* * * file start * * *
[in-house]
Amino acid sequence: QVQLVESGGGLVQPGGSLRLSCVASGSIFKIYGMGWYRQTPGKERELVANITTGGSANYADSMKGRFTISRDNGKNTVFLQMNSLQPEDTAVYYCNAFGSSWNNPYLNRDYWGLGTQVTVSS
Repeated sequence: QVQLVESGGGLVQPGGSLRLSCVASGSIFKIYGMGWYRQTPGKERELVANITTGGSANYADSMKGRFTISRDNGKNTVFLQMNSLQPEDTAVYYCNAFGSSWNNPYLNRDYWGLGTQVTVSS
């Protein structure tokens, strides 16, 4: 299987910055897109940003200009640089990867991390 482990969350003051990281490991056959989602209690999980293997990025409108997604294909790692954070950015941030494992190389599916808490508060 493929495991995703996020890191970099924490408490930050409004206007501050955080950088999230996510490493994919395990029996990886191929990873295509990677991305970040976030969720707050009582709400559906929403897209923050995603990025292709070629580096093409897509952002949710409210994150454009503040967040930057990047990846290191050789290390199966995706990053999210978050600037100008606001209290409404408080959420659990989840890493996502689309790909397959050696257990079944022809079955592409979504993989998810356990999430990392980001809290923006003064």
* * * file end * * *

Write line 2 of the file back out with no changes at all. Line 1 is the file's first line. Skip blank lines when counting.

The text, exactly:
Amino acid sequence: QVQLVESGGGLVQPGGSLRLSCVASGSIFKIYGMGWYRQTPGKERELVANITTGGSANYADSMKGRFTISRDNGKNTVFLQMNSLQPEDTAVYYCNAFGSSWNNPYLNRDYWGLGTQVTVSS